Depression in Older Adults

Over six million Americans 65 and older are affected by late life depression but only ten percent ever receive treatment. Why? Because many people think that depression is a normal part of aging. Due to the many health challenges older adults face, neither they nor their families recognize the symptoms of depression or mistake them as signs of other conditions that plague the elderly: Alzheimer’s and other forms of dementia; arthritis, cancer, heart disease, stroke, etc.

If depression goes untreated, older adults face increased risks of additional illnesses and cognitive decline. The elderly are much more likely to seek treatment for other physical ailments than they are for depression and the symptoms for depression for them can be different than for those who are younger.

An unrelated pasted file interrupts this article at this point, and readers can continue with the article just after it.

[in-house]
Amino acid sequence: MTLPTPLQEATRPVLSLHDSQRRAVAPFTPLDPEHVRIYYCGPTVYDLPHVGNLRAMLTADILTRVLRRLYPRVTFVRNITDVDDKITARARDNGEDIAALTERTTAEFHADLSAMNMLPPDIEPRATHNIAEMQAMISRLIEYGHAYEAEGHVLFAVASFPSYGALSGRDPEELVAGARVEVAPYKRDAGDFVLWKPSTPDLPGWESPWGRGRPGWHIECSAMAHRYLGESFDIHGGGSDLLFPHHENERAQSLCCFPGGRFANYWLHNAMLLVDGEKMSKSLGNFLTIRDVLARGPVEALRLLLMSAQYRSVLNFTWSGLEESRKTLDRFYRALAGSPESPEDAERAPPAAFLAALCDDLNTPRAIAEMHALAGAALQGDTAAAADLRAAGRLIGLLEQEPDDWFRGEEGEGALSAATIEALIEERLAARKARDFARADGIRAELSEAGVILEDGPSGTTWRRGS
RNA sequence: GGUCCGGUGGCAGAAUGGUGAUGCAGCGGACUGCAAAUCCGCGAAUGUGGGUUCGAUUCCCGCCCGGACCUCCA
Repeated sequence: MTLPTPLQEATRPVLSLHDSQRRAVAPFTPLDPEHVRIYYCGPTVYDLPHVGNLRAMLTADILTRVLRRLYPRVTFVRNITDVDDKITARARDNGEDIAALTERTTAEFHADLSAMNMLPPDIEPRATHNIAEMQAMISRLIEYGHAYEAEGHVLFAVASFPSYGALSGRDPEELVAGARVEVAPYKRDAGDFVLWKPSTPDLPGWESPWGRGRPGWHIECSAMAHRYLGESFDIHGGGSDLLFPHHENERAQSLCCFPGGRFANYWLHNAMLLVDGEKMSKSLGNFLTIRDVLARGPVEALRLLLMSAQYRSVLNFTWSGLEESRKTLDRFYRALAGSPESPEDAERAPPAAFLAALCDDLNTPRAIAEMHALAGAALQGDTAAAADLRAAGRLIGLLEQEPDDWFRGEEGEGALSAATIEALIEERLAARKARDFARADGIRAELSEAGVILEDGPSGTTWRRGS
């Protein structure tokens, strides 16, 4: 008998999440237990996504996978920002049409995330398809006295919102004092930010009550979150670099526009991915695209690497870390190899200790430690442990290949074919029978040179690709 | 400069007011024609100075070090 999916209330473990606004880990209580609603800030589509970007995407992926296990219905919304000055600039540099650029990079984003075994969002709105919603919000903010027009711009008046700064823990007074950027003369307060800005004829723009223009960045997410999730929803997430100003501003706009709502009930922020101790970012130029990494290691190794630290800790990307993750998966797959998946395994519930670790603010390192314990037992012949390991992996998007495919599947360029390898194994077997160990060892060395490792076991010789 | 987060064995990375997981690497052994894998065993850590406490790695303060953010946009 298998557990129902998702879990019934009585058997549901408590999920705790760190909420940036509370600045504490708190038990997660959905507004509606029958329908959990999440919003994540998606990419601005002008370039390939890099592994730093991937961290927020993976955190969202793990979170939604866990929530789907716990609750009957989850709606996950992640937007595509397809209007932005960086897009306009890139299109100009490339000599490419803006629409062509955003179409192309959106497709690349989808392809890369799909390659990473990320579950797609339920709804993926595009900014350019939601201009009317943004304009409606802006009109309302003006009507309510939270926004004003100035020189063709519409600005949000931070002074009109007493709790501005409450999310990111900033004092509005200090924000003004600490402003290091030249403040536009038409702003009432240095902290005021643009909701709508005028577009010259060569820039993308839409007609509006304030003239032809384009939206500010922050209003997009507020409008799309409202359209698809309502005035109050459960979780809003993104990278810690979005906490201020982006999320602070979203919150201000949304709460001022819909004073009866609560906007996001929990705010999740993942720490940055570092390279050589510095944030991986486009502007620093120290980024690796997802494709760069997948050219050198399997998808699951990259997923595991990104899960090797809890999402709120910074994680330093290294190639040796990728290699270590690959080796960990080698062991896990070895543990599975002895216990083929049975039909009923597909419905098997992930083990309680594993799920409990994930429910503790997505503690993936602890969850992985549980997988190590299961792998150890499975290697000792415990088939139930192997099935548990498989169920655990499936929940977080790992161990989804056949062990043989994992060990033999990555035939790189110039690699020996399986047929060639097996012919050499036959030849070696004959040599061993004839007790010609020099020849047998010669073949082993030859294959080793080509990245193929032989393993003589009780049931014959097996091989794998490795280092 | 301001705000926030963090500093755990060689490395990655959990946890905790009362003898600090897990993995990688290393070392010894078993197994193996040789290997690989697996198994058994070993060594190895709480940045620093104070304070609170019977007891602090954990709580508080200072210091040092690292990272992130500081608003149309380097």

Depression in older adults can be characterized by memory loss and confusion, social withdrawal and irritability, loss of appetite and inability to sleep, also delusions and even hallucinations. The best way to determine if someone is depressed is with a physical exam which includes a review of all medications, plus a clinical and psychiatric interview. Blood tests and imaging studies, such as a CT scan, can eliminate other medical conditions that require different treatments.

Fortunately, treating older adults for depression does help. In fact, 80 percent of those who are clinically depressed can be successfully treated with medication, psychotherapy, electroconvulsive therapy or a combination of the three.

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